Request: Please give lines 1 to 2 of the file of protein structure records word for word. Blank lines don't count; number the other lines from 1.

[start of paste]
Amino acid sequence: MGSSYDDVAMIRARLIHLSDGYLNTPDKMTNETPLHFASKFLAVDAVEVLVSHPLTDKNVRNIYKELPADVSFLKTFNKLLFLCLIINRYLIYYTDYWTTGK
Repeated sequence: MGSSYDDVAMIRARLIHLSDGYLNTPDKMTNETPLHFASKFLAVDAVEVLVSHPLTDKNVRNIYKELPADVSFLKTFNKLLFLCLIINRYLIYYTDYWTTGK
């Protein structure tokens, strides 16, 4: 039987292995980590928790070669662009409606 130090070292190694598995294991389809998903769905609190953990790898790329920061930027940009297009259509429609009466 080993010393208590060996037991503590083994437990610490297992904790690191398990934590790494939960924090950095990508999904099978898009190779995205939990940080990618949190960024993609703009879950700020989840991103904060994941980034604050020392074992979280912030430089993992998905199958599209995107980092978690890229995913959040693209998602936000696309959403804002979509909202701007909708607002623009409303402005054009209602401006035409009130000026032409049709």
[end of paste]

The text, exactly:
Amino acid sequence: MGSSYDDVAMIRARLIHLSDGYLNTPDKMTNETPLHFASKFLAVDAVEVLVSHPLTDKNVRNIYKELPADVSFLKTFNKLLFLCLIINRYLIYYTDYWTTGK
Repeated sequence: MGSSYDDVAMIRARLIHLSDGYLNTPDKMTNETPLHFASKFLAVDAVEVLVSHPLTDKNVRNIYKELPADVSFLKTFNKLLFLCLIINRYLIYYTDYWTTGK